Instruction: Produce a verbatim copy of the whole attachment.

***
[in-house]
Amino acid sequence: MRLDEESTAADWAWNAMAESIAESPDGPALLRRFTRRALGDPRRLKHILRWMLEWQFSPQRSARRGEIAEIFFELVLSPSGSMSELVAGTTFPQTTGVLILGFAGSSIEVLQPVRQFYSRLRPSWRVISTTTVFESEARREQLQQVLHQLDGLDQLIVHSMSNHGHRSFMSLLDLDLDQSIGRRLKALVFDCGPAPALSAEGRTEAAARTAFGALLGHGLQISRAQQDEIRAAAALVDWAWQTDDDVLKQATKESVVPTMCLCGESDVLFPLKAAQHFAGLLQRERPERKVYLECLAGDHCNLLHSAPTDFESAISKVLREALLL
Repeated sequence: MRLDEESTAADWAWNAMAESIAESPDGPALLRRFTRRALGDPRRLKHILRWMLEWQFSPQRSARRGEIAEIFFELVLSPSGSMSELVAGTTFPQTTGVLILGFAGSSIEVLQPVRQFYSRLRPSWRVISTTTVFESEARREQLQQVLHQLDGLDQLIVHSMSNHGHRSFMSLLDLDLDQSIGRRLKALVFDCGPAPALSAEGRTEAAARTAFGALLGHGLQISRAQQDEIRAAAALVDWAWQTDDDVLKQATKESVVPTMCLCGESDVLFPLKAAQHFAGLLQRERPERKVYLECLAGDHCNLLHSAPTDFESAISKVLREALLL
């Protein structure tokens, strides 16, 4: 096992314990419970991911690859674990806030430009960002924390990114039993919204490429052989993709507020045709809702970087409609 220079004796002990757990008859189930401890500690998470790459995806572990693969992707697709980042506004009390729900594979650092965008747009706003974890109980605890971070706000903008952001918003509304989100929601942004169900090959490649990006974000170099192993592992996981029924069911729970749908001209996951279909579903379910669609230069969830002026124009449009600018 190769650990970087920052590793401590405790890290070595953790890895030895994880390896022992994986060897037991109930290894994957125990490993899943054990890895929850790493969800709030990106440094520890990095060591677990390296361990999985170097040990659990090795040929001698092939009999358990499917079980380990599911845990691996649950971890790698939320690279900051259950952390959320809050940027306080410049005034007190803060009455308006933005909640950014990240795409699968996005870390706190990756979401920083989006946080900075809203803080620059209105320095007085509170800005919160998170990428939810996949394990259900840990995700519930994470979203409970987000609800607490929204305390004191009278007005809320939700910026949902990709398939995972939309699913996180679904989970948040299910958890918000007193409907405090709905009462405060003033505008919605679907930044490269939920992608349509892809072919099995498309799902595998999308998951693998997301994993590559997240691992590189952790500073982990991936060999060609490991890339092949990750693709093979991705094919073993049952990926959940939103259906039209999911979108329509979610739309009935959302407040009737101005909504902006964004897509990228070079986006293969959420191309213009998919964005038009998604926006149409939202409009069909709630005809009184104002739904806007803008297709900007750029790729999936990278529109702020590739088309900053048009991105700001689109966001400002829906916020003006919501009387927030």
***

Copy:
[in-house]
Amino acid sequence: MRLDEESTAADWAWNAMAESIAESPDGPALLRRFTRRALGDPRRLKHILRWMLEWQFSPQRSARRGEIAEIFFELVLSPSGSMSELVAGTTFPQTTGVLILGFAGSSIEVLQPVRQFYSRLRPSWRVISTTTVFESEARREQLQQVLHQLDGLDQLIVHSMSNHGHRSFMSLLDLDLDQSIGRRLKALVFDCGPAPALSAEGRTEAAARTAFGALLGHGLQISRAQQDEIRAAAALVDWAWQTDDDVLKQATKESVVPTMCLCGESDVLFPLKAAQHFAGLLQRERPERKVYLECLAGDHCNLLHSAPTDFESAISKVLREALLL
Repeated sequence: MRLDEESTAADWAWNAMAESIAESPDGPALLRRFTRRALGDPRRLKHILRWMLEWQFSPQRSARRGEIAEIFFELVLSPSGSMSELVAGTTFPQTTGVLILGFAGSSIEVLQPVRQFYSRLRPSWRVISTTTVFESEARREQLQQVLHQLDGLDQLIVHSMSNHGHRSFMSLLDLDLDQSIGRRLKALVFDCGPAPALSAEGRTEAAARTAFGALLGHGLQISRAQQDEIRAAAALVDWAWQTDDDVLKQATKESVVPTMCLCGESDVLFPLKAAQHFAGLLQRERPERKVYLECLAGDHCNLLHSAPTDFESAISKVLREALLL
């Protein structure tokens, strides 16, 4: 096992314990419970991911690859674990806030430009960002924390990114039993919204490429052989993709507020045709809702970087409609 220079004796002990757990008859189930401890500690998470790459995806572990693969992707697709980042506004009390729900594979650092965008747009706003974890109980605890971070706000903008952001918003509304989100929601942004169900090959490649990006974000170099192993592992996981029924069911729970749908001209996951279909579903379910669609230069969830002026124009449009600018 190769650990970087920052590793401590405790890290070595953790890895030895994880390896022992994986060897037991109930290894994957125990490993899943054990890895929850790493969800709030990106440094520890990095060591677990390296361990999985170097040990659990090795040929001698092939009999358990499917079980380990599911845990691996649950971890790698939320690279900051259950952390959320809050940027306080410049005034007190803060009455308006933005909640950014990240795409699968996005870390706190990756979401920083989006946080900075809203803080620059209105320095007085509170800005919160998170990428939810996949394990259900840990995700519930994470979203409970987000609800607490929204305390004191009278007005809320939700910026949902990709398939995972939309699913996180679904989970948040299910958890918000007193409907405090709905009462405060003033505008919605679907930044490269939920992608349509892809072919099995498309799902595998999308998951693998997301994993590559997240691992590189952790500073982990991936060999060609490991890339092949990750693709093979991705094919073993049952990926959940939103259906039209999911979108329509979610739309009935959302407040009737101005909504902006964004897509990228070079986006293969959420191309213009998919964005038009998604926006149409939202409009069909709630005809009184104002739904806007803008297709900007750029790729999936990278529109702020590739088309900053048009991105700001689109966001400002829906916020003006919501009387927030």